• Over the first ten years, the Plan will reduce state tax revenues by $331 billion, off- set by a larger reduction in net state Medicaid spending due to the transfer of acute-care Medicaid enrollees onto the federally funded exchanges.
  • Over the first 30 years, the Plan will reduce federal spending by approximately $10.5 trillion and federal revenues by approximately $2.5 trillion, for a net deficit reduc- tion of approximately $8 trillion.
  • The Plan will render the Medicare Trust Fund permanently solvent, if the entirety of the proposal’s Medicare savings were ap- plied to the trust fund instead of toward deficit reduction.

Over at National Review, Callie Gable says Avik’s Medicare reform is basically Paul Ryan’s plan ton steroids. She notes that the program’s age of eligibility will increase every four months every year until it’s eliminated entirely:

Right now, seniors can’t even collect their Social Security benefits unless they sign up for Medicare — Avik would put them on the exchanges and encourage employers to offer consumer-driven coverage for them. This would effectively means-test Medicare, reducing spending on the entitlements that are driving the federal government bankrupt (Avik has specific ways to do this with the existing Medicare program too, making Medicare Part D less generous for prosperous seniors, for instance).

For Medicaid, Avik wants to put these people on private insurance plans. Gable added, “There are certain aspects of Medicaid that Roy would put entirely on the federally subsidized exchanges and parts of it (e.g., long-term care and policies for the disabled) that Roy would leave to the states. (The system is currently a mess of conflicting state and federal mandates and priorities.)”

Oh, and there’s the whole saving $5.1 trillion in the process as well.

Roy has long described Medicaid as a “humanitarian catastrophe.” On average, the uninsured are actually better off those enrolled in this miserable government program. In Virginia alone, one in four doctors aren’t accepting new Medicaid recipients. Those who are on the program don’t like the care they receive, which only makes its proposed expansion under Obamacare a massive tax increase on residents who aren’t guaranteed access to medical professionals.


As for the individual mandate, Roy wants to get rid of it. “The first is that it may be too weak to persuade healthier and younger people to overpay for insurance they don’t need,” he says. “The second is that, despite the mandate’s weakness, it represents an unprecedented—if not un- constitutional—expansion of congressional power: compelling individuals to purchase a privately delivered service.”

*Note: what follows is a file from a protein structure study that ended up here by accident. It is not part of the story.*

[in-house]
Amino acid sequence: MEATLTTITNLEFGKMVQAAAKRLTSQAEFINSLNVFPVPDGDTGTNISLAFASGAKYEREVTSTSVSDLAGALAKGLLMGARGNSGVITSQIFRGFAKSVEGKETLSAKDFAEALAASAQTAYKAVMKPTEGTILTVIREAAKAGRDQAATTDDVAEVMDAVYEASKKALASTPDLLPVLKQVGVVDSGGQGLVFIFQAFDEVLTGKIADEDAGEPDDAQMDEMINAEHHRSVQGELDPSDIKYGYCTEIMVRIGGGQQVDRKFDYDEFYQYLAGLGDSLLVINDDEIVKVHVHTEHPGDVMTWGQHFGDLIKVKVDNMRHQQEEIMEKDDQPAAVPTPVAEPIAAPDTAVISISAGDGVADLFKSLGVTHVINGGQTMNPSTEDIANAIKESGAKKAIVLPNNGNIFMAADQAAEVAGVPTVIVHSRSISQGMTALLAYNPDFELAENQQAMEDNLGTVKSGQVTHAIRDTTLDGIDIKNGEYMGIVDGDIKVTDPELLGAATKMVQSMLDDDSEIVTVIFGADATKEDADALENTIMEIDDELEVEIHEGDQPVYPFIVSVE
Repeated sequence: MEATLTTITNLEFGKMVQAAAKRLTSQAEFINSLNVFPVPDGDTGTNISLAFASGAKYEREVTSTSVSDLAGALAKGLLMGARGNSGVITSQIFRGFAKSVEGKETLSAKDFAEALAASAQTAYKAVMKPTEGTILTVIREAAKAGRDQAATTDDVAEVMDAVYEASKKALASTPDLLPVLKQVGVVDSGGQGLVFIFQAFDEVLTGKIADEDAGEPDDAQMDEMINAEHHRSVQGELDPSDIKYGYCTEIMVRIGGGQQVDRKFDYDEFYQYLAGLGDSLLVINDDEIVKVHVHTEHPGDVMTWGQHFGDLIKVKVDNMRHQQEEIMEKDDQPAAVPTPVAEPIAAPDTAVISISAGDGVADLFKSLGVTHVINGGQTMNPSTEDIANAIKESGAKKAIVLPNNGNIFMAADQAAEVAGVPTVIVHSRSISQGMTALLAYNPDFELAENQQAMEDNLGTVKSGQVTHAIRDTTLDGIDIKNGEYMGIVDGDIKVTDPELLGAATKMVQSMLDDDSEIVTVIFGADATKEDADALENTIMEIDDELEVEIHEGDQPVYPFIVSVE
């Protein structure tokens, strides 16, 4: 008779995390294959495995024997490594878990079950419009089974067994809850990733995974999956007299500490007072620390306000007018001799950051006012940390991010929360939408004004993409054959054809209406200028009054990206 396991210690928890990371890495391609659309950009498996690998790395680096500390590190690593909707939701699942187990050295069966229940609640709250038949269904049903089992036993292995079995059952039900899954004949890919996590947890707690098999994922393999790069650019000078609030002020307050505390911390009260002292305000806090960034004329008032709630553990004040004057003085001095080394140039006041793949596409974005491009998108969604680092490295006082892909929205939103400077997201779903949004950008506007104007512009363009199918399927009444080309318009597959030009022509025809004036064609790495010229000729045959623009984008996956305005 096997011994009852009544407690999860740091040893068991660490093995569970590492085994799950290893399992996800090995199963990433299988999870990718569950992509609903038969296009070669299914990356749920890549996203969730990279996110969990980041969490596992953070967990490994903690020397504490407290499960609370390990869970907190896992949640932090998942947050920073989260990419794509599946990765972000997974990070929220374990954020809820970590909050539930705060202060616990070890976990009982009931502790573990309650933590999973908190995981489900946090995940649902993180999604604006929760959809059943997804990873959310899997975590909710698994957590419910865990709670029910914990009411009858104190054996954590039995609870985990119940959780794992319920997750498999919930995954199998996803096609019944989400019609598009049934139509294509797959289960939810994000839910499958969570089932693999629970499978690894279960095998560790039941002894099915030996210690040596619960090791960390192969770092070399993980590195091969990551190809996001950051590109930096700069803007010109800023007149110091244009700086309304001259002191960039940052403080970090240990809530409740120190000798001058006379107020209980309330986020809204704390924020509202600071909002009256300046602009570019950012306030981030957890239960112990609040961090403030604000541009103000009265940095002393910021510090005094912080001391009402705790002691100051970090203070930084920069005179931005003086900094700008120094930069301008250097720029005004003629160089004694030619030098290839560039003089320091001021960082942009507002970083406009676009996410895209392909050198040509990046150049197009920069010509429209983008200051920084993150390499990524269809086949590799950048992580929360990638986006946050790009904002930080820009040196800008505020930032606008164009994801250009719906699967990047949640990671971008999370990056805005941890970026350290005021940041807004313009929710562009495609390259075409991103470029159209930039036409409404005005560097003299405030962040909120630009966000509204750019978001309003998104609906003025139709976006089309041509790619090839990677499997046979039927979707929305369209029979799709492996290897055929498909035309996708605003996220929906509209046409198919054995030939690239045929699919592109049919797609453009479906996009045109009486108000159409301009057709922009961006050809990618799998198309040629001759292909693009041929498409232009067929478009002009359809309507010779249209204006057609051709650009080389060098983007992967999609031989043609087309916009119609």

With the disincentive of on individual mandate gone, Roy proposes a six-month enrollment period for Americans to enroll into the Universal Exchanges every two years. Those who decide not to participate can’t “simply enter and exit the system at will and take advantage of consumer protections such as coverage for preexisting conditions, and cross-subsidies such as community rating.”

He added that this method would actually incentivize private insurance companies to draft competitive health care plans since the sooner they enroll these young Americans, the more time they’ll be able to manage their care.

Admittedly, I’m no health care policy wonk, but it’s an issue that’s imperiling America’s economic health and fiscal solvency. Perhaps, Roy has greased the skids to move this thing in a direction that will ensure we can provide good quality health care to Americans at lower costs.

At a lecture at the U.S. Navy War College three years ago, George Will aptly noted that the one of the pressing questions facing our health care system is how much of our national wealth are we willing to spend to subsidize the last twenty-five years of Americans’ lives, especially the last twelve months. Will added that 28% of all Medicare spending is devoted to end of life care.  Isn’t it time to change course?


Conservatives needed ideas and it seems like we have one.

Now, it’s up to Congress. Who on the Republican side (Democrats will never go for this) will use this entirely–or as a blueprint–to help us transform Obamacare into a workable program?  It’s an interesting narrative; Democrats botched Obamacare, but Republicans fixed it.  I like the sounds of that, although in theory; I would like to see the whole program disintegrate without a trace.  Alas, you can’t always get what you want.